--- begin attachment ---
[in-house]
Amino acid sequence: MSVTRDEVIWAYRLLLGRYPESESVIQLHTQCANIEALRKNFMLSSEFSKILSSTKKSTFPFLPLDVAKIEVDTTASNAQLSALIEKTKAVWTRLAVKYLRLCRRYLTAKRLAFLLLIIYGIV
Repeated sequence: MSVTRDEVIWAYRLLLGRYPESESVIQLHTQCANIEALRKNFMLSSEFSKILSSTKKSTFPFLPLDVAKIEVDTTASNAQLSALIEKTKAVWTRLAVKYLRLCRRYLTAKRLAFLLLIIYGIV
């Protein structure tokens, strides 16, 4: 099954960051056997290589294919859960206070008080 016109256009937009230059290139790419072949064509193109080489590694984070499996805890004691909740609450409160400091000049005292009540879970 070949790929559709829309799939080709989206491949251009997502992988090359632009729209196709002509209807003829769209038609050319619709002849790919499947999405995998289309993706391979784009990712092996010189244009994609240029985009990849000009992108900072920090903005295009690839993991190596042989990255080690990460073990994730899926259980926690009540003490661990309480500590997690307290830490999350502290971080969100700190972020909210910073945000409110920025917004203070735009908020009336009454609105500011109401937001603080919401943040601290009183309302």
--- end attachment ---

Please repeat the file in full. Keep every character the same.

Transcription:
[in-house]
Amino acid sequence: MSVTRDEVIWAYRLLLGRYPESESVIQLHTQCANIEALRKNFMLSSEFSKILSSTKKSTFPFLPLDVAKIEVDTTASNAQLSALIEKTKAVWTRLAVKYLRLCRRYLTAKRLAFLLLIIYGIV
Repeated sequence: MSVTRDEVIWAYRLLLGRYPESESVIQLHTQCANIEALRKNFMLSSEFSKILSSTKKSTFPFLPLDVAKIEVDTTASNAQLSALIEKTKAVWTRLAVKYLRLCRRYLTAKRLAFLLLIIYGIV
């Protein structure tokens, strides 16, 4: 099954960051056997290589294919859960206070008080 016109256009937009230059290139790419072949064509193109080489590694984070499996805890004691909740609450409160400091000049005292009540879970 070949790929559709829309799939080709989206491949251009997502992988090359632009729209196709002509209807003829769209038609050319619709002849790919499947999405995998289309993706391979784009990712092996010189244009994609240029985009990849000009992108900072920090903005295009690839993991190596042989990255080690990460073990994730899926259980926690009540003490661990309480500590997690307290830490999350502290971080969100700190972020909210910073945000409110920025917004203070735009908020009336009454609105500011109401937001603080919401943040601290009183309302």